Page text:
Property funds: A year on

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  • 05 mins 46 secs

Property funds took one of the biggest hits following the shock Brexit result in 2016 which resulted in significant outflows from funds and seven to even suspend trading. In this video Jake Moeller, Head of Thomson Reuters Lipper UK & Ireland Research discusses open ended property funds over one year on and if they are still a shaky investment.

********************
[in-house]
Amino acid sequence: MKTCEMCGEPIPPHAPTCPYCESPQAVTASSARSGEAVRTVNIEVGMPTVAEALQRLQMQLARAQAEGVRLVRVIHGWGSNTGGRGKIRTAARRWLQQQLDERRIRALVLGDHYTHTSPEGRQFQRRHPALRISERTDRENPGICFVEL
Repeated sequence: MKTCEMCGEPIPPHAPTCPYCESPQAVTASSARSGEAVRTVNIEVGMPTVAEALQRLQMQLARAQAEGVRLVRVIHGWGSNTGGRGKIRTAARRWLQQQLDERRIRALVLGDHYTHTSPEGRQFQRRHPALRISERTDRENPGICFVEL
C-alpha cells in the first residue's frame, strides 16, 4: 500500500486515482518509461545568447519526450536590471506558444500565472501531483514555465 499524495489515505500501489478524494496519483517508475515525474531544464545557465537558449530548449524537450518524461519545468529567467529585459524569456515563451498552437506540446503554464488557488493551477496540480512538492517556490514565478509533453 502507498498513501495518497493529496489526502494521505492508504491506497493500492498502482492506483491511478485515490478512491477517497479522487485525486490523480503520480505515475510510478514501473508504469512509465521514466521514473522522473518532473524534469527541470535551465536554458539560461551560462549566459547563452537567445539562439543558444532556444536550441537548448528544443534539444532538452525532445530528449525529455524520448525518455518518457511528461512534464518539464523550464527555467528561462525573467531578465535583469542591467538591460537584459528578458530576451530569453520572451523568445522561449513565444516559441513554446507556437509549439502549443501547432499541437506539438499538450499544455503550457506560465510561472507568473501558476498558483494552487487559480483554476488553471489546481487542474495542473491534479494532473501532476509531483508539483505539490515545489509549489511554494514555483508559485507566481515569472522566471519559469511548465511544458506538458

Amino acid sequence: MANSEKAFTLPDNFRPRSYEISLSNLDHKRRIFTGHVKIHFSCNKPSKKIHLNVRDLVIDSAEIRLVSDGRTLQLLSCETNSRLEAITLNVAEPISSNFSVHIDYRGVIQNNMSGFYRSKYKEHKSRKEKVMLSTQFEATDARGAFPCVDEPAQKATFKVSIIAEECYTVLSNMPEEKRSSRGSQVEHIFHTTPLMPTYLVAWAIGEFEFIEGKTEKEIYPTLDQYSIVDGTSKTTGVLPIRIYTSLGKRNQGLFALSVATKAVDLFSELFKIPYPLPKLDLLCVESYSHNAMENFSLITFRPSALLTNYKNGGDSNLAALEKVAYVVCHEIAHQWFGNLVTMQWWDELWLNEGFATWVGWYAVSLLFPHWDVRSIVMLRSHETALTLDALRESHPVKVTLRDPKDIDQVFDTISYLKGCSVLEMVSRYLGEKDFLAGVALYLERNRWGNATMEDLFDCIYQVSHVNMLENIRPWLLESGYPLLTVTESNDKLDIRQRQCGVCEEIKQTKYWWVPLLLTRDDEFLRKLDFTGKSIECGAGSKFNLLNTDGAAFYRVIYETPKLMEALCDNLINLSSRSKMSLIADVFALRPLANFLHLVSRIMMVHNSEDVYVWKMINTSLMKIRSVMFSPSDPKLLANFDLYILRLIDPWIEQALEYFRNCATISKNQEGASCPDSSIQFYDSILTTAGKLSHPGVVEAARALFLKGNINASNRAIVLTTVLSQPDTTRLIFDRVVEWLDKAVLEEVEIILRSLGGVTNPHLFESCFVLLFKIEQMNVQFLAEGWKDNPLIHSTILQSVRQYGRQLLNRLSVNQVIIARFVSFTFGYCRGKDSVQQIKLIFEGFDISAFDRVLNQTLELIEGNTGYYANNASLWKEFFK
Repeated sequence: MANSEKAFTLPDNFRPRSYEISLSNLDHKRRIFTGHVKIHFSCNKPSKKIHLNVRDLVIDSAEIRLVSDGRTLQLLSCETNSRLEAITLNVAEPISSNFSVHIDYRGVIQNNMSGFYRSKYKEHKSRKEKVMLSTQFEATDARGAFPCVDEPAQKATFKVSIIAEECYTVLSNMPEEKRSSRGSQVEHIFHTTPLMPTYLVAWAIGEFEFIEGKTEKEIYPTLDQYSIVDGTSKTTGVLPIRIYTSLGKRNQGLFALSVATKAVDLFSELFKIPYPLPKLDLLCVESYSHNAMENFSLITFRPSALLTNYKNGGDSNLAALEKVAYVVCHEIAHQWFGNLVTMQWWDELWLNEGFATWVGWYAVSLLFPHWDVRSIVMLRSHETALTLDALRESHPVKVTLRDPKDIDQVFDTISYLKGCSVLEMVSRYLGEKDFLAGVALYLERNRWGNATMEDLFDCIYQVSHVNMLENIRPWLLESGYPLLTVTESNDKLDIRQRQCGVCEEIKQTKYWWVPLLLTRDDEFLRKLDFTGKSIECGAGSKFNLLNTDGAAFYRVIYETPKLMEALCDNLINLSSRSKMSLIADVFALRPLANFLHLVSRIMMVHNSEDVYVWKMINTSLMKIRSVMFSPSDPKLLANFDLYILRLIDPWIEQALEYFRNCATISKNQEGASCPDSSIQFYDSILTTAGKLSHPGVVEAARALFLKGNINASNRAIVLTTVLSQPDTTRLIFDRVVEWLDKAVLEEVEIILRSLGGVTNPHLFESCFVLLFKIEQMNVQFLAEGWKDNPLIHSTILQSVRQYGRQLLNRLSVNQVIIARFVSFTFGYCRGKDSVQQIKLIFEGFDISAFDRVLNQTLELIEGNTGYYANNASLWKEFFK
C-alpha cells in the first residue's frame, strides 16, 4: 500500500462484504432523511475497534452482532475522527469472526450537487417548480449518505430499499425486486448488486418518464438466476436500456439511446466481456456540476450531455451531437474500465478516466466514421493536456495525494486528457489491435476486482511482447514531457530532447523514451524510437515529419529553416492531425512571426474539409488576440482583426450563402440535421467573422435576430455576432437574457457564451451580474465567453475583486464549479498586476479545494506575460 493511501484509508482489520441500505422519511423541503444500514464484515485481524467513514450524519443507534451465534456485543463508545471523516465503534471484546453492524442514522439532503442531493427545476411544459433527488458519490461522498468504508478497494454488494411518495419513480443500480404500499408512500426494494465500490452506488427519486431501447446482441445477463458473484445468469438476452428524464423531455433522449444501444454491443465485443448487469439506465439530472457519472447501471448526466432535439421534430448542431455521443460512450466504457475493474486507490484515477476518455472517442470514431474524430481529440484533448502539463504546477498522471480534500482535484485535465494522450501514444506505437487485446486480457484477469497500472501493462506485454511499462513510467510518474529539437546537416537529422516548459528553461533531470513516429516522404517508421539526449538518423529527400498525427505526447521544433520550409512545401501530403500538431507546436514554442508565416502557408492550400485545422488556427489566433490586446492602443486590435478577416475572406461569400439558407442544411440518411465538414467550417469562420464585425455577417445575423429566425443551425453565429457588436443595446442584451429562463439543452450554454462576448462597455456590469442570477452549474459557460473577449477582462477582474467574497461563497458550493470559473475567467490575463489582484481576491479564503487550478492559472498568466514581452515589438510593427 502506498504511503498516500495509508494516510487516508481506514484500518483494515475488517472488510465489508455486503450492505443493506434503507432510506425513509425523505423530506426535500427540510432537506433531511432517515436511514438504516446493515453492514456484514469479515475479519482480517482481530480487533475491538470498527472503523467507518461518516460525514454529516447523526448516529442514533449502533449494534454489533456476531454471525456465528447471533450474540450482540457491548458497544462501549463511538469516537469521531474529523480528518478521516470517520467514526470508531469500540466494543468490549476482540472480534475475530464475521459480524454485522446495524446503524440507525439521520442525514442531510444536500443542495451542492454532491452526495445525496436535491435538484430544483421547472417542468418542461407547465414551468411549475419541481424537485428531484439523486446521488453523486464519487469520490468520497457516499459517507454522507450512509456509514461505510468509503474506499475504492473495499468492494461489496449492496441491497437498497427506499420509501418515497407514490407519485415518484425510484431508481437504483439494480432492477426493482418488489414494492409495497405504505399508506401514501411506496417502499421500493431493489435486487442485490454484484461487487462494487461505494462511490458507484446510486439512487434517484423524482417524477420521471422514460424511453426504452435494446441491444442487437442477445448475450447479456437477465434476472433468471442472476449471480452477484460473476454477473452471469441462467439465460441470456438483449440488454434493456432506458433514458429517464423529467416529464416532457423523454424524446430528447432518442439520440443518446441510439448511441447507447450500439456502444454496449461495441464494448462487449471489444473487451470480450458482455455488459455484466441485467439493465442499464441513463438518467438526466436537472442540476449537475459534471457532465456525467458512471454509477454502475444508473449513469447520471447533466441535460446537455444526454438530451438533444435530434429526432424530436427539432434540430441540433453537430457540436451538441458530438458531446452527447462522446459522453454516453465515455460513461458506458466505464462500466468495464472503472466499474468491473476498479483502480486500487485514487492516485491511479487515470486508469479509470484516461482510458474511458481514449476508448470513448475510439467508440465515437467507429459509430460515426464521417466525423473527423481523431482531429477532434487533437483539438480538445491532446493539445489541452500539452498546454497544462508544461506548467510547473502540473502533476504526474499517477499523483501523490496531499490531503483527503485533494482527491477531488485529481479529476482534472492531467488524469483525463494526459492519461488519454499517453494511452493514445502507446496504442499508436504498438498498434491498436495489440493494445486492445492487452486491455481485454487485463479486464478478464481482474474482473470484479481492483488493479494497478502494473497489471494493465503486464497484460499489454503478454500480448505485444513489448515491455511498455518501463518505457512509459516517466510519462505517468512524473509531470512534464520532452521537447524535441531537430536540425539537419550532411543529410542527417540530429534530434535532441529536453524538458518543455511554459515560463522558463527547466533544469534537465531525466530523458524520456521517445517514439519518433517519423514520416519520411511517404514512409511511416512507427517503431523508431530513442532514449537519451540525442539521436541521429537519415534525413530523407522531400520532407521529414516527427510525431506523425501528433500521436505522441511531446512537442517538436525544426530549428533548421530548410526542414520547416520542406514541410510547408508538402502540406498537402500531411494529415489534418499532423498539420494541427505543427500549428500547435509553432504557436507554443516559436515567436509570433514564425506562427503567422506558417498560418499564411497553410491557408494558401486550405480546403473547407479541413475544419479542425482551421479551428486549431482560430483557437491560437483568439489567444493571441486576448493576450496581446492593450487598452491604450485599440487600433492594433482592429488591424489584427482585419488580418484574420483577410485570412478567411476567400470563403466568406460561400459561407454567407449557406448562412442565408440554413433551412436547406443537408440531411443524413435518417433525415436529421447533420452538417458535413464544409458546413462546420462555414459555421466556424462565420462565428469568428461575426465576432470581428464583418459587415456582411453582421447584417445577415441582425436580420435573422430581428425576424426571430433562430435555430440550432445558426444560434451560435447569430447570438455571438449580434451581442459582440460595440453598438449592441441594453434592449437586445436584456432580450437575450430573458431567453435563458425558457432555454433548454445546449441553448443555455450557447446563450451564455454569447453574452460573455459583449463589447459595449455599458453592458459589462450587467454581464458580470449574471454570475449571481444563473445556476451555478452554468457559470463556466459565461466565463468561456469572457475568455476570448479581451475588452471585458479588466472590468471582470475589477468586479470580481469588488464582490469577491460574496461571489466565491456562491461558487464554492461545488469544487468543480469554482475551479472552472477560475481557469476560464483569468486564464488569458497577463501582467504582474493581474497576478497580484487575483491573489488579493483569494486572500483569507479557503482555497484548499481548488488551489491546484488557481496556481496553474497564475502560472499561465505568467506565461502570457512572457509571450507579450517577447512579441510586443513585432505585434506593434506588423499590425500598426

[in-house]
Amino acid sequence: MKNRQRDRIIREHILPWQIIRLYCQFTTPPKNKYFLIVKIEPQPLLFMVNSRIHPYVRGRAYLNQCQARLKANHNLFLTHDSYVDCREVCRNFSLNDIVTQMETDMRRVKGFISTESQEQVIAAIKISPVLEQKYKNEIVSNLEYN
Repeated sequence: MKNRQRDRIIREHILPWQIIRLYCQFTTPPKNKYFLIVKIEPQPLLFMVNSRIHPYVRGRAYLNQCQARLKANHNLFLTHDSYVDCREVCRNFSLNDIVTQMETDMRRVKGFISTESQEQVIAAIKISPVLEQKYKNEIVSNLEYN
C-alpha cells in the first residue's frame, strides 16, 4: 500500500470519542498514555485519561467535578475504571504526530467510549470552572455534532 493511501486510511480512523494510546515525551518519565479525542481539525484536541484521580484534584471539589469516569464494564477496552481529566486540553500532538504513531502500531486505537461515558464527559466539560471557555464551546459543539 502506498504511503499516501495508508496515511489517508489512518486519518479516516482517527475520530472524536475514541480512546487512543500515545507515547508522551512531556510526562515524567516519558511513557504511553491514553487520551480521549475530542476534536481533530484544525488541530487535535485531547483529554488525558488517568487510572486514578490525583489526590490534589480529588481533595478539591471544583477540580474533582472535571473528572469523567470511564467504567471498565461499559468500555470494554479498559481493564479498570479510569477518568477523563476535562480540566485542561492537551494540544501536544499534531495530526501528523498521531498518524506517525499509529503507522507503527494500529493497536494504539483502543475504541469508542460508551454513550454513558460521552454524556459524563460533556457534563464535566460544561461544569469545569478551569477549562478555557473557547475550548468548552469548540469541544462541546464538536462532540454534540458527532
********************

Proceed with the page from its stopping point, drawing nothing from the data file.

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Property funds took one of the biggest hits following the shock brexit result in two thousand sixteen, which resulted in significant outflows from funds and seventy even suspend trading over twelve months on and are open ended property funds Still a Shaky investment? Well, I'm joined by Jake Mall ahead of Thomas, Reuters, Lippy UK and Island Research to discuss. Well, Jake, it's good to have you with us today, and I want to start with a question. I think a lot of people have been asking, What is that that should truly a liquid assets actually being open ended funds? I think they can be a properties of very interesting asset class. From that perspective, it's highly liquid assets, most of the property funds or mark to market daily or price daily market monthly. A lot of debate about that. I think it's more about investor understanding rather than the mechanism of pricing itself. That genuinely at times is a mismatch with the way investors understand how commercial property works. Many investors mistakenly see it is Akash proxy. Will investment Okay, less than a year? I think from that perspective, it's really about investor investor education rather than the pricing mechanisms of property itself. Okay, so let's turn to our data then. And what's the net inflows into commercial property? Friends from two thousand seven to sixteen and then July two thousand sixteen today actually tell us they put a little perspective on what was going on in two thousand seven, two thousand eight and then last year. Last year was a very different issue. Last year was a a run on funds based on the Brexit outcome. It was a local run, if you like. The relationship between Europe and the relationship between Britain was driving those outflows. In two thousand seven two thousand eight, property was caught up in a late cycle bull run combined with shock off the liquidity crisis that generated so it was a perfect storm in two thousand seven. If you look at the pair, the two sets of flows on the screen, you can see that the most significant outflows in the two thousand seven two thousand eight period were highly sustained. So whereas you saw a kneejerk reaction post brexit for commercial property that rectified itself pretty quickly, there were a handful of funds that didn't close into last year. Those that did closed, reopened very quickly and start taking some influence. However, that did not happen in two thousand seven two thousand eight, and you saw a contagion from small property funds. I think you star was one of the first ones to shut. And then that went all the way up to those large funds like Aviva and MNJ. So that really was a very different scenario on what sort of percentage of commercial property friends of return since last year. I mean, what's the data telling us? Their commercial property funds have done very, very well. And if you again compared that returns one year and three year over the ten year periods, you can see two thousand seven two thousand eight was horrific. Capital losses going going to over thirty percent for three years, we haven't seen that at all. Hasn't been reflected a tall in the most recent liquidity crisis. And I don't even like to call it a liquidity crisis because there is a generally approving awareness of the lack of liquidity or potential lack of liquidity. Okay, so let's look at cash holdings then. Andi, what do you think when it comes to cash drive well, cash holdings have definitely increased. If you look at the figures, they're from two thousand seven two thousand eight to last year, there's an average of the UK property sector of an increase of about eight percent. So property funds, on average today are holding more cash, but they can't hold too much cash, So I mean, they need to really should be remaining fully invested. But there is a general increase in there has been a general increase in cash That's reflected, I guess, the popularity of property funds. Even after two thousand seven two thousand, NATO didn't take long for property funds to become popular again once they were on frozen cash. Management is generally better, probably funds. We'll hold cash for a little bit more, and they will hold some tension wholesome property securities. But that has increases you can see in the comparative data on the screen. It does require you to a lot of risk come profile. But I think you really got to not make the mistake off assuming. But because there was a yield that property is in some way, Akash proxy go back to the crisis of two thousand seventy thousand people were often thinking that short term money market instruments it proved to be with them. I wasn't. That's the big mistake Investors may time Horizon should be, from my perspective at least three to five to seven years. Plus, it's a long term holding. That's how it's designed. It's designed to produce income over a long period. Biggest mistake. Investors makers to think popped in for a year because I'll be taking it out on that years. Time to fund my mortgage. That's not the way you should look a commercial property just because the headline yield is quite a long time. Jake. Thank you. Awful news analysis. You convinced our website asset dot TV or followers on Twitter at a set TV. Thanks for watching and see you next time.